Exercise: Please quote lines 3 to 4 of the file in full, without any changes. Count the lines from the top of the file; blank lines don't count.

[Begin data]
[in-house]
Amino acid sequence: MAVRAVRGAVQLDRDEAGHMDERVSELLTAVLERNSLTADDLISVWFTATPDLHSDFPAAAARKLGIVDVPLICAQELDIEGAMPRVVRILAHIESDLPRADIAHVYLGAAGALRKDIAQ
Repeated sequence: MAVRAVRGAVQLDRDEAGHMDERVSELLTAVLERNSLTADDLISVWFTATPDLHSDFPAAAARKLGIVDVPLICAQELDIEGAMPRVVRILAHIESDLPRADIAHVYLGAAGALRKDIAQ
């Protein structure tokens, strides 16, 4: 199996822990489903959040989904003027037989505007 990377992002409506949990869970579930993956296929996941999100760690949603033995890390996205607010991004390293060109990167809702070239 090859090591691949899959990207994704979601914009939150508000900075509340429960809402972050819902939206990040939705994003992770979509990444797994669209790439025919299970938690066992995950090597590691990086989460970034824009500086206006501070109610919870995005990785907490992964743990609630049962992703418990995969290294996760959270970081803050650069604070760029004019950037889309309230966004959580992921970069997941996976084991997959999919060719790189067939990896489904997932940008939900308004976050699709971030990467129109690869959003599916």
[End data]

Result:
Repeated sequence: MAVRAVRGAVQLDRDEAGHMDERVSELLTAVLERNSLTADDLISVWFTATPDLHSDFPAAAARKLGIVDVPLICAQELDIEGAMPRVVRILAHIESDLPRADIAHVYLGAAGALRKDIAQ
């Protein structure tokens, strides 16, 4: 199996822990489903959040989904003027037989505007 990377992002409506949990869970579930993956296929996941999100760690949603033995890390996205607010991004390293060109990167809702070239 090859090591691949899959990207994704979601914009939150508000900075509340429960809402972050819902939206990040939705994003992770979509990444797994669209790439025919299970938690066992995950090597590691990086989460970034824009500086206006501070109610919870995005990785907490992964743990609630049962992703418990995969290294996760959270970081803050650069604070760029004019950037889309309230966004959580992921970069997941996976084991997959999919060719790189067939990896489904997932940008939900308004976050699709971030990467129109690869959003599916």